F-test for the Equality of Two Population Variances

Instructions: This calculator conducts an F test for two population variances in order to assess whether two population variances \(\sigma_1^2\) and \(\sigma_1^2\) can be assumed to be equal or not. Please select the null and alternative hypotheses, type the sample variances, the significance level, and the sample sizes, and the results of the F-test will be presented for you:

Ho: \(\sigma_1^2\) \(\sigma_2^2\)
Ha: \(\sigma_1^2\) \(\sigma_2^2\)
Sample Variance 1 (\(s_1^2\)) =
Sample Variance 1 (\(s_2^2\)) =
Sample Size 1 (\(n_1\)) =
Sample Size 2 (\(n_2\)) =
Significance Level (\(\alpha\)) =

F-test for the Equality of Two Population Variances

More about the F-test for two variances so you can better understand the results provided by this solver: An F-test for equality of variances is a hypothesis test that is used to assess whether two population variances should be considered equal or not, based on sample data from both populations. More specifically, with information about the sample variances, from samples coming from the two populations, a test statistic is constructed to assess whether or not there is enough evidence to claim that that variances are unequal.

The test, as every other well formed hypothesis test, has two non-overlapping hypotheses, the null and the alternative hypothesis. The null hypothesis is a statement about the population variances which represents the assumption of no effect (in this case, that the population variances \(\sigma_1^2\) and \(\sigma_2^2\) are equal), and the alternative hypothesis is the complementary hypothesis to the null hypothesis (in this case, that the population variances \(\sigma_1^2\) and \(\sigma_2^2\) are unequal). The main properties of a F-test for two population variances are:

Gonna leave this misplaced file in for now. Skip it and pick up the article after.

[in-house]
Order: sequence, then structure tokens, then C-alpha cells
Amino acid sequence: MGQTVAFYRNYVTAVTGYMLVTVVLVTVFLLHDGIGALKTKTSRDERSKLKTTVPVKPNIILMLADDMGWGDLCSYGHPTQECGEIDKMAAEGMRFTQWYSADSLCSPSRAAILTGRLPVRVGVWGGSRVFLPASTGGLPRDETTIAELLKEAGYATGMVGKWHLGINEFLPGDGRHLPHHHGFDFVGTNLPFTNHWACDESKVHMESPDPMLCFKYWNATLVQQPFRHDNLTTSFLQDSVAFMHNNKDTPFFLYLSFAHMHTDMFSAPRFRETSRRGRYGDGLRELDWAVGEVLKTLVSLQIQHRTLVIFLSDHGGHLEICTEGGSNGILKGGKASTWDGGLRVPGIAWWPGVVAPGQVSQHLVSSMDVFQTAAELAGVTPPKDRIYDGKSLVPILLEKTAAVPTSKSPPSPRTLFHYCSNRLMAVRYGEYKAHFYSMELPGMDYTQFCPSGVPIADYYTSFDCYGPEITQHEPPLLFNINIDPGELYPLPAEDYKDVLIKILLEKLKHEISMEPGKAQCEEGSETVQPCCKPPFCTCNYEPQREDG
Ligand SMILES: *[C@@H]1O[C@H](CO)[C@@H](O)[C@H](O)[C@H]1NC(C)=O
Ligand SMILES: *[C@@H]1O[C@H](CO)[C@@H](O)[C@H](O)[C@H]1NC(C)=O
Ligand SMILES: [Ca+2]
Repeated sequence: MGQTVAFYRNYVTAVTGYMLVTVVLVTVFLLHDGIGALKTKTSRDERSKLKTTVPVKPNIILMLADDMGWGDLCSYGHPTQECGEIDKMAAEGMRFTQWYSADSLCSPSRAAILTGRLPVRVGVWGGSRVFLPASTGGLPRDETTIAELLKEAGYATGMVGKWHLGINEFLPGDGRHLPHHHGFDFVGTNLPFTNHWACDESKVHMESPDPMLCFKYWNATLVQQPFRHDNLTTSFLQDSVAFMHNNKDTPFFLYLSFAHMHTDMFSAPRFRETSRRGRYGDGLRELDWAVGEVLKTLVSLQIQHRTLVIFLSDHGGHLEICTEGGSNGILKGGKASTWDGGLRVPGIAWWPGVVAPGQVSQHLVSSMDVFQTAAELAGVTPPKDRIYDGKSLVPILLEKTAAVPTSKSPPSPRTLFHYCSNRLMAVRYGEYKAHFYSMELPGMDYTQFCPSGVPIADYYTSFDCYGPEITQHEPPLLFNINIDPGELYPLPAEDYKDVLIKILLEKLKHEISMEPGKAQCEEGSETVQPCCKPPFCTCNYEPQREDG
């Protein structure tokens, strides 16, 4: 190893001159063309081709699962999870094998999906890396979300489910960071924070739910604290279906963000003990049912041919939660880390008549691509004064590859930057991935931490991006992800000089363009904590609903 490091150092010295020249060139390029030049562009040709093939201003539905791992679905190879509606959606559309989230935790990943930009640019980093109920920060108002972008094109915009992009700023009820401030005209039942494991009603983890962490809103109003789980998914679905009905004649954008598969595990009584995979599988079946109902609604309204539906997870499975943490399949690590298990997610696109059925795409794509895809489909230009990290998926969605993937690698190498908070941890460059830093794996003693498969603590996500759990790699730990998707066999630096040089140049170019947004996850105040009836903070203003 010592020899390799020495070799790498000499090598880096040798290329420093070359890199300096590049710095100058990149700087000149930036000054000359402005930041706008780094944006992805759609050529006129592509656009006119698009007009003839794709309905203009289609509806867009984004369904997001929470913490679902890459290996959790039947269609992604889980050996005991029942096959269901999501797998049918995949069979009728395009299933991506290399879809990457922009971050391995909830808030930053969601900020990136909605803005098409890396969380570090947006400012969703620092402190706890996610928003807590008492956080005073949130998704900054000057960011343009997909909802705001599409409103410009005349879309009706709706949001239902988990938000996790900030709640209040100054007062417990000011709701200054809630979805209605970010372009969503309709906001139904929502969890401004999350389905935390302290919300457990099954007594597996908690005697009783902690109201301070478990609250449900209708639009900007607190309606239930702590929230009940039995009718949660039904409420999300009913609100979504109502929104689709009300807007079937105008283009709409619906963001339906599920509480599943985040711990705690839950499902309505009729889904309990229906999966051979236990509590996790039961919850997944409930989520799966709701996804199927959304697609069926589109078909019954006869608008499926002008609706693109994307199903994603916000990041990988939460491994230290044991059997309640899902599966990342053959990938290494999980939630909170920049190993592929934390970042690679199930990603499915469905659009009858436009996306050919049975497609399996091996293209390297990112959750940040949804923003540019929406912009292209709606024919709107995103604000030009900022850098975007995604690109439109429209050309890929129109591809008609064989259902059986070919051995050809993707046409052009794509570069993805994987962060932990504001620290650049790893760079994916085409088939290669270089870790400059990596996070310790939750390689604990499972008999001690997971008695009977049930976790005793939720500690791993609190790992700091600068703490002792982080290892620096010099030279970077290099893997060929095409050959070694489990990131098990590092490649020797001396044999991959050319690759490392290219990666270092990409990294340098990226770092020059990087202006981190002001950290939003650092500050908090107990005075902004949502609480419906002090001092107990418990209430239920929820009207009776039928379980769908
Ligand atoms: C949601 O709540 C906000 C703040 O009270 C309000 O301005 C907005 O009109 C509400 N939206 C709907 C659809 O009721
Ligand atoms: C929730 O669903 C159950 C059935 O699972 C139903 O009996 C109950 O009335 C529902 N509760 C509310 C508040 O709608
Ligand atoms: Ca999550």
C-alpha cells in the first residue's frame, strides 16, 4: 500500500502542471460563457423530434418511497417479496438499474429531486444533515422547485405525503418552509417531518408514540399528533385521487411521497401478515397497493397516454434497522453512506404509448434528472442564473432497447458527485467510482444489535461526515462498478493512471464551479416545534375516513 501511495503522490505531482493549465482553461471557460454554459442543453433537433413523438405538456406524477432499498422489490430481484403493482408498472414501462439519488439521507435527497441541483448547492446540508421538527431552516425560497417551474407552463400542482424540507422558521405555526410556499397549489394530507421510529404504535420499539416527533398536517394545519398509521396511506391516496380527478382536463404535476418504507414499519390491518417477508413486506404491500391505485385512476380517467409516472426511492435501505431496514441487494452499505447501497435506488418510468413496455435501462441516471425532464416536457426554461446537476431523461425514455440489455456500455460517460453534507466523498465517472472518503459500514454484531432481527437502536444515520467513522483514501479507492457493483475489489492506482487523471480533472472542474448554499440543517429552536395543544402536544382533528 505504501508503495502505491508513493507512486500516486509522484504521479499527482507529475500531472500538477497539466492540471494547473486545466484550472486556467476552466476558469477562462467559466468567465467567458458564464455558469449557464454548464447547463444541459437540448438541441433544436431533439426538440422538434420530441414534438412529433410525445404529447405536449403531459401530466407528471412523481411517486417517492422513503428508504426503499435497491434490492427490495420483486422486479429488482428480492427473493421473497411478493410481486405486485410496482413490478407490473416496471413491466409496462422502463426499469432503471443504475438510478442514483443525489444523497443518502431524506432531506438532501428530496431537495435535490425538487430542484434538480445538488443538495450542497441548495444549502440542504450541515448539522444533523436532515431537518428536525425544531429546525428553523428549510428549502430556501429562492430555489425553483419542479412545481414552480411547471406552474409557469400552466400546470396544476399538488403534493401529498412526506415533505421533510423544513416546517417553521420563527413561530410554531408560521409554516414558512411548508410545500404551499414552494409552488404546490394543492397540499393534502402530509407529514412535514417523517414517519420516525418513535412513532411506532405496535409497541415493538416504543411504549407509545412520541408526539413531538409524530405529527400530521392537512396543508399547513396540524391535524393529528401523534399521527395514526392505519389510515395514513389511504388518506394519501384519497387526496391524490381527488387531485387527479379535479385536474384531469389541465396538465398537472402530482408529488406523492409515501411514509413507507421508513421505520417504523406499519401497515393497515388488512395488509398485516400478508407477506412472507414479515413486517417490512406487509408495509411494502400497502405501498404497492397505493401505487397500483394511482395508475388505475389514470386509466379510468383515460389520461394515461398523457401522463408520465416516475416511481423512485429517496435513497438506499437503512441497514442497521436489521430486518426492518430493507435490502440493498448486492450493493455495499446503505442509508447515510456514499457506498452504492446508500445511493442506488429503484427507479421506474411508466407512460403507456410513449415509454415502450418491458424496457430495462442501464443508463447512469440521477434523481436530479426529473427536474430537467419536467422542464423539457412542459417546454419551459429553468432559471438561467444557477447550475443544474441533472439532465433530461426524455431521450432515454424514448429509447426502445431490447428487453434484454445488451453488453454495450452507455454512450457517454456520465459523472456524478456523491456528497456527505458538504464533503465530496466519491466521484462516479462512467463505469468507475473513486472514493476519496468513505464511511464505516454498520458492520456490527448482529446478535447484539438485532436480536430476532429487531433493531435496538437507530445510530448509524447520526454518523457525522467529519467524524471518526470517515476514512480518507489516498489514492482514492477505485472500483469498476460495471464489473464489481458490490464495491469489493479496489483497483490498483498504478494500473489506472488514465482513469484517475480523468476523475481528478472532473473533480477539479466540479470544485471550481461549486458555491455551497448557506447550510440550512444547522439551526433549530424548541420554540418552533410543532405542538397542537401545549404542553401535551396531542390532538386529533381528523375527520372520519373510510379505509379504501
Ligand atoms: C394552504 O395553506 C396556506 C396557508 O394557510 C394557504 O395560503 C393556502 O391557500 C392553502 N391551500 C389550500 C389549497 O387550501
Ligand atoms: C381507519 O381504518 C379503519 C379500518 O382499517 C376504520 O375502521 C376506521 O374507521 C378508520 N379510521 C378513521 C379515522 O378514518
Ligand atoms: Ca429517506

• The test statistic has a F-distribution, with n1 and n2 degrees of freedom

  • The F distribution is one of the most important distributions in statistics, together with the normal distribution and the Chi-Square distribution

  • Depending on our knowledge about the "no effect" situation, the F-test can be two-tailed, left-tailed or right-tailed

  • The main principle of hypothesis testing is that the null hypothesis is rejected if the test statistic obtained is sufficiently unlikely under the assumption that the null hypothesis is true

  • The p-value is the probability of obtaining sample results as extreme or more extreme than the sample results obtained, under the assumption that the null hypothesis is true

  • In a hypothesis tests there are two types of errors. Type I error occurs when we reject a true null hypothesis, and the Type II error occurs when we fail to reject a false null hypothesis

The formula for a F-statistic is

\[F = \frac{s_1^2}{s_2^2}\]

The null hypothesis is rejected when the F-statistic lies on the rejection region, which is determined by the significance level (\(\alpha\)) and the type of tail (two-tailed, left-tailed or right-tailed).

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